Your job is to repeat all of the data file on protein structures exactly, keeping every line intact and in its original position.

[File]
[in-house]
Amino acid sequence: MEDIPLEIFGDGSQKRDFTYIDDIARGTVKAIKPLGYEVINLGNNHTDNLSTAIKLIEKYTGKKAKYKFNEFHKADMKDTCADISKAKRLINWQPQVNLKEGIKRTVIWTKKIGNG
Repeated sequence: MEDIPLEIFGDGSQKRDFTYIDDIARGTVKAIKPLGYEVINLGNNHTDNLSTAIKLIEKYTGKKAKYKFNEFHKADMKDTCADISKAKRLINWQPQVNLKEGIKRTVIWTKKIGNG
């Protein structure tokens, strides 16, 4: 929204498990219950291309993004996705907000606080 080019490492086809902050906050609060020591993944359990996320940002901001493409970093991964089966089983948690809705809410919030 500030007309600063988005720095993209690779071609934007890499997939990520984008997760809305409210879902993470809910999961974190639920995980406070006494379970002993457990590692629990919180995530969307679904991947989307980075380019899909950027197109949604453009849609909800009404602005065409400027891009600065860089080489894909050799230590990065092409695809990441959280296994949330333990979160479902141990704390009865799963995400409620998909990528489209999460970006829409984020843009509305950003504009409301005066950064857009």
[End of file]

[in-house]
Amino acid sequence: MEDIPLEIFGDGSQKRDFTYIDDIARGTVKAIKPLGYEVINLGNNHTDNLSTAIKLIEKYTGKKAKYKFNEFHKADMKDTCADISKAKRLINWQPQVNLKEGIKRTVIWTKKIGNG
Repeated sequence: MEDIPLEIFGDGSQKRDFTYIDDIARGTVKAIKPLGYEVINLGNNHTDNLSTAIKLIEKYTGKKAKYKFNEFHKADMKDTCADISKAKRLINWQPQVNLKEGIKRTVIWTKKIGNG
């Protein structure tokens, strides 16, 4: 929204498990219950291309993004996705907000606080 080019490492086809902050906050609060020591993944359990996320940002901001493409970093991964089966089983948690809705809410919030 500030007309600063988005720095993209690779071609934007890499997939990520984008997760809305409210879902993470809910999961974190639920995980406070006494379970002993457990590692629990919180995530969307679904991947989307980075380019899909950027197109949604453009849609909800009404602005065409400027891009600065860089080489894909050799230590990065092409695809990441959280296994949330333990979160479902141990704390009865799963995400409620998909990528489209999460970006829409984020843009509305950003504009409301005066950064857009």